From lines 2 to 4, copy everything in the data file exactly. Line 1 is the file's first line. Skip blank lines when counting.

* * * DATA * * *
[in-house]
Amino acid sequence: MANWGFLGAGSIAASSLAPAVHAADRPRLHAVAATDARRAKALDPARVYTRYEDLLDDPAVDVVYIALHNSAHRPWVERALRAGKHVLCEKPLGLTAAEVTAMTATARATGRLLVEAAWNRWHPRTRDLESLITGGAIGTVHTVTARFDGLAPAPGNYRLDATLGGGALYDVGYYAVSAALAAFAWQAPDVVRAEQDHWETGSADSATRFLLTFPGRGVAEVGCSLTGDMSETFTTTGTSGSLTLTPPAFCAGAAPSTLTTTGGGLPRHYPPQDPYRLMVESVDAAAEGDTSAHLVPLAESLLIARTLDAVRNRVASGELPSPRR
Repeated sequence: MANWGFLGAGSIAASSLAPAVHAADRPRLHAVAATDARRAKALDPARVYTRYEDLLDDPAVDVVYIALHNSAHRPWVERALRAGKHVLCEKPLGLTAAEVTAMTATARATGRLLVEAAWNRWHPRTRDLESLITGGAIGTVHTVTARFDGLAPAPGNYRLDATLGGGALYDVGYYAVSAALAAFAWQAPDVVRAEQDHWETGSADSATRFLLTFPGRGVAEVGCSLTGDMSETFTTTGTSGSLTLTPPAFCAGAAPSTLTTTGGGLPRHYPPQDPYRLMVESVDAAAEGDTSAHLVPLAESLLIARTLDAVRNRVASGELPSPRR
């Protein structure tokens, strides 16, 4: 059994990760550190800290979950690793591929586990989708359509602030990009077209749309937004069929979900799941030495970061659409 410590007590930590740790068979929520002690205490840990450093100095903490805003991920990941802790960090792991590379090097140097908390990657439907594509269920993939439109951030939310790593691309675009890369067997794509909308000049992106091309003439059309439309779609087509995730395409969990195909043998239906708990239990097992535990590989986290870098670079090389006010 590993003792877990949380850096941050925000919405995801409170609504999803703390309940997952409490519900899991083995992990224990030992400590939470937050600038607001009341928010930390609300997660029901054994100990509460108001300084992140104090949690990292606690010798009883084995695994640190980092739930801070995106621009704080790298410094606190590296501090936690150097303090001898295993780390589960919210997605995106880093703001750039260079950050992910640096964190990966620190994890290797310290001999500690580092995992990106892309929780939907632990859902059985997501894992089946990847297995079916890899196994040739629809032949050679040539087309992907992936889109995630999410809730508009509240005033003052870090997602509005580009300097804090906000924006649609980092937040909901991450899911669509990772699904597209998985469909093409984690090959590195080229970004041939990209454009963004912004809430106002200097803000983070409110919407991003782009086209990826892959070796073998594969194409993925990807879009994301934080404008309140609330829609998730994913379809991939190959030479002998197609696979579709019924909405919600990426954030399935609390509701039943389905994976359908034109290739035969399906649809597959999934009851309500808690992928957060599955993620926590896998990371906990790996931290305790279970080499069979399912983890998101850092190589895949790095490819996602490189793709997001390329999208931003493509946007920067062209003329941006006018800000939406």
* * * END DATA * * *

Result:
Amino acid sequence: MANWGFLGAGSIAASSLAPAVHAADRPRLHAVAATDARRAKALDPARVYTRYEDLLDDPAVDVVYIALHNSAHRPWVERALRAGKHVLCEKPLGLTAAEVTAMTATARATGRLLVEAAWNRWHPRTRDLESLITGGAIGTVHTVTARFDGLAPAPGNYRLDATLGGGALYDVGYYAVSAALAAFAWQAPDVVRAEQDHWETGSADSATRFLLTFPGRGVAEVGCSLTGDMSETFTTTGTSGSLTLTPPAFCAGAAPSTLTTTGGGLPRHYPPQDPYRLMVESVDAAAEGDTSAHLVPLAESLLIARTLDAVRNRVASGELPSPRR
Repeated sequence: MANWGFLGAGSIAASSLAPAVHAADRPRLHAVAATDARRAKALDPARVYTRYEDLLDDPAVDVVYIALHNSAHRPWVERALRAGKHVLCEKPLGLTAAEVTAMTATARATGRLLVEAAWNRWHPRTRDLESLITGGAIGTVHTVTARFDGLAPAPGNYRLDATLGGGALYDVGYYAVSAALAAFAWQAPDVVRAEQDHWETGSADSATRFLLTFPGRGVAEVGCSLTGDMSETFTTTGTSGSLTLTPPAFCAGAAPSTLTTTGGGLPRHYPPQDPYRLMVESVDAAAEGDTSAHLVPLAESLLIARTLDAVRNRVASGELPSPRR
């Protein structure tokens, strides 16, 4: 059994990760550190800290979950690793591929586990989708359509602030990009077209749309937004069929979900799941030495970061659409 410590007590930590740790068979929520002690205490840990450093100095903490805003991920990941802790960090792991590379090097140097908390990657439907594509269920993939439109951030939310790593691309675009890369067997794509909308000049992106091309003439059309439309779609087509995730395409969990195909043998239906708990239990097992535990590989986290870098670079090389006010 590993003792877990949380850096941050925000919405995801409170609504999803703390309940997952409490519900899991083995992990224990030992400590939470937050600038607001009341928010930390609300997660029901054994100990509460108001300084992140104090949690990292606690010798009883084995695994640190980092739930801070995106621009704080790298410094606190590296501090936690150097303090001898295993780390589960919210997605995106880093703001750039260079950050992910640096964190990966620190994890290797310290001999500690580092995992990106892309929780939907632990859902059985997501894992089946990847297995079916890899196994040739629809032949050679040539087309992907992936889109995630999410809730508009509240005033003052870090997602509005580009300097804090906000924006649609980092937040909901991450899911669509990772699904597209998985469909093409984690090959590195080229970004041939990209454009963004912004809430106002200097803000983070409110919407991003782009086209990826892959070796073998594969194409993925990807879009994301934080404008309140609330829609998730994913379809991939190959030479002998197609696979579709019924909405919600990426954030399935609390509701039943389905994976359908034109290739035969399906649809597959999934009851309500808690992928957060599955993620926590896998990371906990790996931290305790279970080499069979399912983890998101850092190589895949790095490819996602490189793709997001390329999208931003493509946007920067062209003329941006006018800000939406």